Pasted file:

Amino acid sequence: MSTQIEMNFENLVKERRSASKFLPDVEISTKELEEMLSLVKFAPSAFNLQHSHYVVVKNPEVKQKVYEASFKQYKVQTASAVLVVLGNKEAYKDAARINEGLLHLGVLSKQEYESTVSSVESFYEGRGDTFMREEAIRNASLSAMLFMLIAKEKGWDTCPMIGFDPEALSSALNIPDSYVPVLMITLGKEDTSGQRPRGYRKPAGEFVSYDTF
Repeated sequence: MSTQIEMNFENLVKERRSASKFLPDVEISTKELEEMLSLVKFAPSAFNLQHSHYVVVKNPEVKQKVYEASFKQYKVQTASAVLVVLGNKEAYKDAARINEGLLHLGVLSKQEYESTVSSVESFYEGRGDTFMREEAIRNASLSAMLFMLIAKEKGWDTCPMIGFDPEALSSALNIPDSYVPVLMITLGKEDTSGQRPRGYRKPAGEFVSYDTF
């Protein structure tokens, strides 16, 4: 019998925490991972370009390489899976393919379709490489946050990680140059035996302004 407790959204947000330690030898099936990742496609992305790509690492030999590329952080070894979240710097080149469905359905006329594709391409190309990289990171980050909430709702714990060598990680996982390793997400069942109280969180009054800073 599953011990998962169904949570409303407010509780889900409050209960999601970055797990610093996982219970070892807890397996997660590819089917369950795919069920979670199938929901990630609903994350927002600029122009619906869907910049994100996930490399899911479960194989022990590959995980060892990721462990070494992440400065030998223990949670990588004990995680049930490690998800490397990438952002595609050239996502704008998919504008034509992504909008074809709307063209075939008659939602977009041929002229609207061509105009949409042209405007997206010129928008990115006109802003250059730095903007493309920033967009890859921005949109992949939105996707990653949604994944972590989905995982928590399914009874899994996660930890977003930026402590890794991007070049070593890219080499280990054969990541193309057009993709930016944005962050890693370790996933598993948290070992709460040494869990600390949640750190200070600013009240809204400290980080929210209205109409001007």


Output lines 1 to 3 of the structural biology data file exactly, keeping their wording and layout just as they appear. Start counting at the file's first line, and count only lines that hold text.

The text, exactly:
Amino acid sequence: MSTQIEMNFENLVKERRSASKFLPDVEISTKELEEMLSLVKFAPSAFNLQHSHYVVVKNPEVKQKVYEASFKQYKVQTASAVLVVLGNKEAYKDAARINEGLLHLGVLSKQEYESTVSSVESFYEGRGDTFMREEAIRNASLSAMLFMLIAKEKGWDTCPMIGFDPEALSSALNIPDSYVPVLMITLGKEDTSGQRPRGYRKPAGEFVSYDTF
Repeated sequence: MSTQIEMNFENLVKERRSASKFLPDVEISTKELEEMLSLVKFAPSAFNLQHSHYVVVKNPEVKQKVYEASFKQYKVQTASAVLVVLGNKEAYKDAARINEGLLHLGVLSKQEYESTVSSVESFYEGRGDTFMREEAIRNASLSAMLFMLIAKEKGWDTCPMIGFDPEALSSALNIPDSYVPVLMITLGKEDTSGQRPRGYRKPAGEFVSYDTF
């Protein structure tokens, strides 16, 4: 019998925490991972370009390489899976393919379709490489946050990680140059035996302004 407790959204947000330690030898099936990742496609992305790509690492030999590329952080070894979240710097080149469905359905006329594709391409190309990289990171980050909430709702714990060598990680996982390793997400069942109280969180009054800073 599953011990998962169904949570409303407010509780889900409050209960999601970055797990610093996982219970070892807890397996997660590819089917369950795919069920979670199938929901990630609903994350927002600029122009619906869907910049994100996930490399899911479960194989022990590959995980060892990721462990070494992440400065030998223990949670990588004990995680049930490690998800490397990438952002595609050239996502704008998919504008034509992504909008074809709307063209075939008659939602977009041929002229609207061509105009949409042209405007997206010129928008990115006109802003250059730095903007493309920033967009890859921005949109992949939105996707990653949604994944972590989905995982928590399914009874899994996660930890977003930026402590890794991007070049070593890219080499280990054969990541193309057009993709930016944005962050890693370790996933598993948290070992709460040494869990600390949640750190200070600013009240809204400290980080929210209205109409001007």